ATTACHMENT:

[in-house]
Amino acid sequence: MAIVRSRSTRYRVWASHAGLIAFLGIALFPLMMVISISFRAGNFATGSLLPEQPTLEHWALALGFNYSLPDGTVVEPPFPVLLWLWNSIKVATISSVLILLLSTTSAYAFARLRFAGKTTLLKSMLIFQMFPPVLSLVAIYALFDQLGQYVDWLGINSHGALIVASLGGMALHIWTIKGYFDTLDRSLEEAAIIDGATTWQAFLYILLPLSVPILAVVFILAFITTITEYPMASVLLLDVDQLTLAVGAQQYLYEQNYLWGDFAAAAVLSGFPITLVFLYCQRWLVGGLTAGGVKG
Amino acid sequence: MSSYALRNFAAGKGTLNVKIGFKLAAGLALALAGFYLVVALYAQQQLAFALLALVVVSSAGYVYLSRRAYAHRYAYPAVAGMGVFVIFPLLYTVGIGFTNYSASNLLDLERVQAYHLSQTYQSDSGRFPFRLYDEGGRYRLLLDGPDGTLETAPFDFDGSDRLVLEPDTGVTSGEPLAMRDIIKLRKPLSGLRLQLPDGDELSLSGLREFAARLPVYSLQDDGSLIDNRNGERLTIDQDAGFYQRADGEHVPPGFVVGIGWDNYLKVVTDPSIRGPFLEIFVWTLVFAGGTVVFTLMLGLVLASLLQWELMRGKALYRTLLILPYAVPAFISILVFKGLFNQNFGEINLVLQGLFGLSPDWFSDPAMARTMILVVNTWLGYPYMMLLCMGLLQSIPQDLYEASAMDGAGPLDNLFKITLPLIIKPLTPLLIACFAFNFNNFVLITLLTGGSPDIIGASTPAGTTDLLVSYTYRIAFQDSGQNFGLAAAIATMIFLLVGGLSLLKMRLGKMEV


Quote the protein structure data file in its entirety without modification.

[in-house]
Amino acid sequence: MAIVRSRSTRYRVWASHAGLIAFLGIALFPLMMVISISFRAGNFATGSLLPEQPTLEHWALALGFNYSLPDGTVVEPPFPVLLWLWNSIKVATISSVLILLLSTTSAYAFARLRFAGKTTLLKSMLIFQMFPPVLSLVAIYALFDQLGQYVDWLGINSHGALIVASLGGMALHIWTIKGYFDTLDRSLEEAAIIDGATTWQAFLYILLPLSVPILAVVFILAFITTITEYPMASVLLLDVDQLTLAVGAQQYLYEQNYLWGDFAAAAVLSGFPITLVFLYCQRWLVGGLTAGGVKG
Amino acid sequence: MSSYALRNFAAGKGTLNVKIGFKLAAGLALALAGFYLVVALYAQQQLAFALLALVVVSSAGYVYLSRRAYAHRYAYPAVAGMGVFVIFPLLYTVGIGFTNYSASNLLDLERVQAYHLSQTYQSDSGRFPFRLYDEGGRYRLLLDGPDGTLETAPFDFDGSDRLVLEPDTGVTSGEPLAMRDIIKLRKPLSGLRLQLPDGDELSLSGLREFAARLPVYSLQDDGSLIDNRNGERLTIDQDAGFYQRADGEHVPPGFVVGIGWDNYLKVVTDPSIRGPFLEIFVWTLVFAGGTVVFTLMLGLVLASLLQWELMRGKALYRTLLILPYAVPAFISILVFKGLFNQNFGEINLVLQGLFGLSPDWFSDPAMARTMILVVNTWLGYPYMMLLCMGLLQSIPQDLYEASAMDGAGPLDNLFKITLPLIIKPLTPLLIACFAFNFNNFVLITLLTGGSPDIIGASTPAGTTDLLVSYTYRIAFQDSGQNFGLAAAIATMIFLLVGGLSLLKMRLGKMEV